The Washington Post reports that Energy Secretary Steven Chu has acknowledged making the final decision to continue funding Solyndra even after the failed solar company technically defaulted on its initial $535 million loan guarantee:
Chu spokesman Damien LaVera said in a statement that the secretary approved the restructuring agreement for Solyndra because it gave the company “the best possible chance to succeed in a very competitive marketplace and put the company in a better position to repay the loan.”
In April 2010, the company’s auditors raised doubts about whether the company could continue as a “going concern” because of cash-flow problems. The following month, Obama visited the company to praise it as an “engine of growth.”
In late autumn of 2010, company executives confided to the Energy Department that they were running out of cash and could not make a required payment to a cash-reserve account. The company was supposed to begin making the first of $5 million payments to create a $30 million cash reserve on Dec. 1.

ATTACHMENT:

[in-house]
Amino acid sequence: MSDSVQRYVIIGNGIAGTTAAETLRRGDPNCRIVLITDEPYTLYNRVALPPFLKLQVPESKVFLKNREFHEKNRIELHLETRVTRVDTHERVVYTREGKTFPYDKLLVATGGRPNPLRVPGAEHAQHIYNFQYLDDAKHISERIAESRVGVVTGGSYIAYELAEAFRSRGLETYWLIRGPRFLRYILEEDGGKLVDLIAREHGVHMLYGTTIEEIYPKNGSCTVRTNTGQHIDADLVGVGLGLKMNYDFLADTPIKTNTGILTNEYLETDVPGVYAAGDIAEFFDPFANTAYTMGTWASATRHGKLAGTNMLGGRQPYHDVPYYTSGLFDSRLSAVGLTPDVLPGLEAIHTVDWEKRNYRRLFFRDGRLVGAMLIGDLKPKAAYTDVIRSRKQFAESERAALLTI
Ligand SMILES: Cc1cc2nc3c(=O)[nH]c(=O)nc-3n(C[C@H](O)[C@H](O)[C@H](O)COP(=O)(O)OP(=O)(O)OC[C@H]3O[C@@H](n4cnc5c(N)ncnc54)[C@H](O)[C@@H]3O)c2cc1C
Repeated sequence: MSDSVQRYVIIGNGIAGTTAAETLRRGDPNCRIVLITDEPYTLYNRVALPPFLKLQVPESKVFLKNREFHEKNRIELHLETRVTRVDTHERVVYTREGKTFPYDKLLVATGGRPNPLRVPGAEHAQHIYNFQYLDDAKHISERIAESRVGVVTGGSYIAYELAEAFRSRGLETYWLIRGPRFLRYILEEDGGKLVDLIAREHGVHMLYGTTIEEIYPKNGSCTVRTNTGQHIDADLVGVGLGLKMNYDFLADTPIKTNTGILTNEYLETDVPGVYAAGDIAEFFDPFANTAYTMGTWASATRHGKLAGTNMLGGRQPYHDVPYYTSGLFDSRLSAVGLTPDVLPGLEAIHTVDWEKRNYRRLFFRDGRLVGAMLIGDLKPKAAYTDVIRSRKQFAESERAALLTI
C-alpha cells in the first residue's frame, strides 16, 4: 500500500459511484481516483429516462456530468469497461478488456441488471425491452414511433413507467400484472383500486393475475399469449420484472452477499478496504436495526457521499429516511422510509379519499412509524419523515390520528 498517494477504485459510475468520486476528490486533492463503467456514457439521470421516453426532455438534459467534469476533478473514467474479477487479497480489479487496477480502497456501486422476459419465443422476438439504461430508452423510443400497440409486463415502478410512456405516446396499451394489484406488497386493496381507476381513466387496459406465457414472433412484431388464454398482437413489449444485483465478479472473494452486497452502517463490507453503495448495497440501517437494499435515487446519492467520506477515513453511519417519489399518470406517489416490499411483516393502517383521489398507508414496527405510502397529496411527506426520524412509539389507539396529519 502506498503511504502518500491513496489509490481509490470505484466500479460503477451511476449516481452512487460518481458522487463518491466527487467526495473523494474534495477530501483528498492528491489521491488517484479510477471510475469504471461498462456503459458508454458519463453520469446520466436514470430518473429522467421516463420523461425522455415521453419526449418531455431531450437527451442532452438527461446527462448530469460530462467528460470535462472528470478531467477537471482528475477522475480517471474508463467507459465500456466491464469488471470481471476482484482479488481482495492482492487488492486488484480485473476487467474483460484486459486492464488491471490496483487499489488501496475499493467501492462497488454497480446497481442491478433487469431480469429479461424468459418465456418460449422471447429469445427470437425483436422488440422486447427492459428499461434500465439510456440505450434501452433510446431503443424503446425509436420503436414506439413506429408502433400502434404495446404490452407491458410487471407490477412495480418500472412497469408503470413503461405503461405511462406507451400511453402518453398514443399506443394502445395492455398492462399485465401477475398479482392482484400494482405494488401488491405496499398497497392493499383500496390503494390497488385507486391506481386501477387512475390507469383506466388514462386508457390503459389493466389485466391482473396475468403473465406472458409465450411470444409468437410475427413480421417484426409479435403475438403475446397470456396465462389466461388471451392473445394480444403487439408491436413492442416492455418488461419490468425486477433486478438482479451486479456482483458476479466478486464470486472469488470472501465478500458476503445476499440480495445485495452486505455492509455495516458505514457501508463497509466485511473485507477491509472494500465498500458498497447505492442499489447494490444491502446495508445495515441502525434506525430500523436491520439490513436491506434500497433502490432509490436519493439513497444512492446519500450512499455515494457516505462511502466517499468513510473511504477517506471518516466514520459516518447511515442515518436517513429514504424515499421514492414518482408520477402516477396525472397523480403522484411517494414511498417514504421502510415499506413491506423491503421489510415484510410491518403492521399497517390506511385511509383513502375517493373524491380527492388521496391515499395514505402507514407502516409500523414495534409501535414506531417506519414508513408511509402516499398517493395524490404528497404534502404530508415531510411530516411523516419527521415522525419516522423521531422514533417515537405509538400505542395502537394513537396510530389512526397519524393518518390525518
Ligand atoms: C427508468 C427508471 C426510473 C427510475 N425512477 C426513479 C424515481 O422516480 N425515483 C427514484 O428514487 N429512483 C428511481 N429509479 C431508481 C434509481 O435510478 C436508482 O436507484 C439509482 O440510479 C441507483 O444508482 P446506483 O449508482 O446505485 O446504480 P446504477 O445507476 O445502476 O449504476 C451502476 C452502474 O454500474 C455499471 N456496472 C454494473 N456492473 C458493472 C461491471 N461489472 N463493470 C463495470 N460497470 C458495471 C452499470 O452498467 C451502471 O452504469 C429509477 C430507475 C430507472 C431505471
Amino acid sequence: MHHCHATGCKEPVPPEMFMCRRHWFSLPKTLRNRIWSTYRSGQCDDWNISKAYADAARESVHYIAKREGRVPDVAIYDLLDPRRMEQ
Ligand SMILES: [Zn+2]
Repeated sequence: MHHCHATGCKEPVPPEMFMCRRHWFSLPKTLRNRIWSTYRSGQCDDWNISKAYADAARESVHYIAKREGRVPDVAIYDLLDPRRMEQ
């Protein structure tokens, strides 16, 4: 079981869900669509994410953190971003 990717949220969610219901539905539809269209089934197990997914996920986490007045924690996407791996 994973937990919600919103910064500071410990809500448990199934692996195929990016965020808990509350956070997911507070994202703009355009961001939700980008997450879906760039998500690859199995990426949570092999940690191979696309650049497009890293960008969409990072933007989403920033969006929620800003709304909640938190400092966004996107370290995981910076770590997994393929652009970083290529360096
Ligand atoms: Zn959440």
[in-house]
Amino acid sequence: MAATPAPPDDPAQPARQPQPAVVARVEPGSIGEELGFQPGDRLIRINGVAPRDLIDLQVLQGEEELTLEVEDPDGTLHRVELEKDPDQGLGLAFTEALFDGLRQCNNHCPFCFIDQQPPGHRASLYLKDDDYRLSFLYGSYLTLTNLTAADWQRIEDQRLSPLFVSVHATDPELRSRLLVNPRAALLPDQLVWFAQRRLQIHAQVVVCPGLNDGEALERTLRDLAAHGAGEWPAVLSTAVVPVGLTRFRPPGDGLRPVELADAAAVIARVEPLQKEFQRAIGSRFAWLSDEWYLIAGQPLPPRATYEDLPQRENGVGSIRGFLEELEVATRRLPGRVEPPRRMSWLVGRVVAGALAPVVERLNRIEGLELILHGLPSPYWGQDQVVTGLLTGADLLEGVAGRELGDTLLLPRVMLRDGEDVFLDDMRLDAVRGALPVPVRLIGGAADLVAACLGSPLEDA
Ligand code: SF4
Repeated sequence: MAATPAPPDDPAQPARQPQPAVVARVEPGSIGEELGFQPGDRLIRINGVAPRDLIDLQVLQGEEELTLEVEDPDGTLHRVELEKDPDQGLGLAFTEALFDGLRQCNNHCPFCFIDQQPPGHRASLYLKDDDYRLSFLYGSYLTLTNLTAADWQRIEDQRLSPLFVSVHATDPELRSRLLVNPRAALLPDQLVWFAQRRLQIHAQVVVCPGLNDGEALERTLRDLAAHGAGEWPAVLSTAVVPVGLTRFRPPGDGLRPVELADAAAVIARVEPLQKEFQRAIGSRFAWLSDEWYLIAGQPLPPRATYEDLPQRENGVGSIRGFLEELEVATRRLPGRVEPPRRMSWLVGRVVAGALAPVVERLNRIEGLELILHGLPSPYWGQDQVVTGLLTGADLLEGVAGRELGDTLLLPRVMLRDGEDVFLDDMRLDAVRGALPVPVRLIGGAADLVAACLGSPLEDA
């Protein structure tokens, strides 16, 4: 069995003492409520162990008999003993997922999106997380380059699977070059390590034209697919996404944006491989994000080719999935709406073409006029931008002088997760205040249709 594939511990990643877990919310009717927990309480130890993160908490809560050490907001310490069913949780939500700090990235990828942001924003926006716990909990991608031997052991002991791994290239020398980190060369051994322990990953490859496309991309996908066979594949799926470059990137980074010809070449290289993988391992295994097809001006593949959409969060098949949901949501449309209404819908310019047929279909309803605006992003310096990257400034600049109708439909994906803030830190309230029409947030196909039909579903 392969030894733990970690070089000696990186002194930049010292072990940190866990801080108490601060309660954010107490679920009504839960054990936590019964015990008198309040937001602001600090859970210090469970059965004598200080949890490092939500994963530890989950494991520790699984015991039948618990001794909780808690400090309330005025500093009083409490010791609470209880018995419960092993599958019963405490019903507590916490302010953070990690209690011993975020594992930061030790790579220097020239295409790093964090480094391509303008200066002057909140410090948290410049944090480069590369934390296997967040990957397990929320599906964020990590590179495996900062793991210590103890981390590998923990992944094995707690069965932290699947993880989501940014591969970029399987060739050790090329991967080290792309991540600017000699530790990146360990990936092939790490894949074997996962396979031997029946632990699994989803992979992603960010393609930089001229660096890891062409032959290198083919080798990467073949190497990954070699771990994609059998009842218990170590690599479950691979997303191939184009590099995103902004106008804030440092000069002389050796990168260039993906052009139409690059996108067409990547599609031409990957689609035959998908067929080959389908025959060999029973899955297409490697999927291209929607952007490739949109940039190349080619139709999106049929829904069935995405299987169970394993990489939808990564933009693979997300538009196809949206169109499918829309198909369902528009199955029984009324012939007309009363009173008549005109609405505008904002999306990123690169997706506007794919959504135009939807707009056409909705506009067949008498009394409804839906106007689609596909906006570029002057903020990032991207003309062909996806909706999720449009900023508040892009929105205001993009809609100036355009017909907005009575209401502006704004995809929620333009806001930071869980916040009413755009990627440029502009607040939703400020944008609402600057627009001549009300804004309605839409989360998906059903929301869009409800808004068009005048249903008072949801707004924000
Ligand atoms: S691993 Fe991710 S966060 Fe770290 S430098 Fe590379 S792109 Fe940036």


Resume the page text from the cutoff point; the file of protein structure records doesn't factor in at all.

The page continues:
Solyndra officially defaulted on its loan that day. Chu approved a softening of the loan requirements so that the company could continue receiving loan installments.
“Ultimately, the choice was between imminent liquidation or giving the company and its workers a fighting chance to succeed,” LaVera said in the statement, first reported by Politico.
The agency authorized the Federal Financing Bank to give two additional cash installments to Solyndra — one in December 2010 and another in January 2011. Both payments came before Energy Department officials finalized a deal to restructure the loan and forestall the company’s collapse in late February.
As you’ll recall, that restructuring agreement gave private investors priority over American taxpayers with respect to the first $75 million recovered in the event of Solyndra’s collapse.
Chu is tentatively scheduled to testify next month before the House Energy and Commerce Subcommittee on Oversight and Investigations.